Hello Worlds: Why humanities students should learn to program

A wonderfully readable, thought-provoking article about the intersection between the worlds of words and computer programming — both ways of modeling and human capabilities, experiences, and desires.

It used to be that we in English departments were fond of saying there was nothing outside of the text. Increasingly, though, texts take the form of worlds as much as words. Worlds are emerging as the consummate genre of the new century, whether it’s the virtual worlds of Second Life or World of Warcraft or the more specialized venues seen in high-end simulation and visualization environments. Virtual worlds will be to the new century what cinema was to the last one and the novel to the century before that.Importantly, “world” here means something very much like model, a selective and premeditated representation of reality, where some elements of the real are emphasized and exaggerated, others are distorted and caricatured, still others are absent altogether. Virtual worlds are interactive, manipulable, extensible; they are not necessarily games, though they may support and contain games alongside other systems. Virtual worlds are sites of exploration, simulation, play. We will want many virtual worlds, not few, because reality can be sliced and sampled in an infinite variety of ways.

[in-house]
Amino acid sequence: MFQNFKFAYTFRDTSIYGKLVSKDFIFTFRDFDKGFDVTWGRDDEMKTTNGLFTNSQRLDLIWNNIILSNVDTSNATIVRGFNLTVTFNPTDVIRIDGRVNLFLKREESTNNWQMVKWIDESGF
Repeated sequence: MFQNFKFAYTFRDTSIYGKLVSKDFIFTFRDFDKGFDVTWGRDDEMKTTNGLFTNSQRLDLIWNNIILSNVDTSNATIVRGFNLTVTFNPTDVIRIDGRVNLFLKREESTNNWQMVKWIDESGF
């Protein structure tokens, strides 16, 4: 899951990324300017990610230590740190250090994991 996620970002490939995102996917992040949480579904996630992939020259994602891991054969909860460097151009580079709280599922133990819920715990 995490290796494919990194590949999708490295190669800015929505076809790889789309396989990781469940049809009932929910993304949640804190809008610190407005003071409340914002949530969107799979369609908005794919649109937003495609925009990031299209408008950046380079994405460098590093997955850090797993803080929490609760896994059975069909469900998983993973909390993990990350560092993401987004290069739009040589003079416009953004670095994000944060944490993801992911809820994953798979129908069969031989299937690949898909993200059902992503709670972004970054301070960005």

All programming entails world-making, as the ritual act of writing and running Hello World reminds us. Virtual worlds simply lend literal and graphical form to this ideal. It’s no accident that what was arguably the very first virtual world, Will Crowther’s Colossal Cave Adventure, a text-only game programmed in 1975 depicting the user’s exploration of a cave (it launched a whole genre of commercial successors), was embraced by programmers who saw unraveling the game’s puzzles and tricky underground passages as a parable of their art. — Matt Kirschenbaum, Chronicle. (See also the same author’s digital humanities sidebar.)

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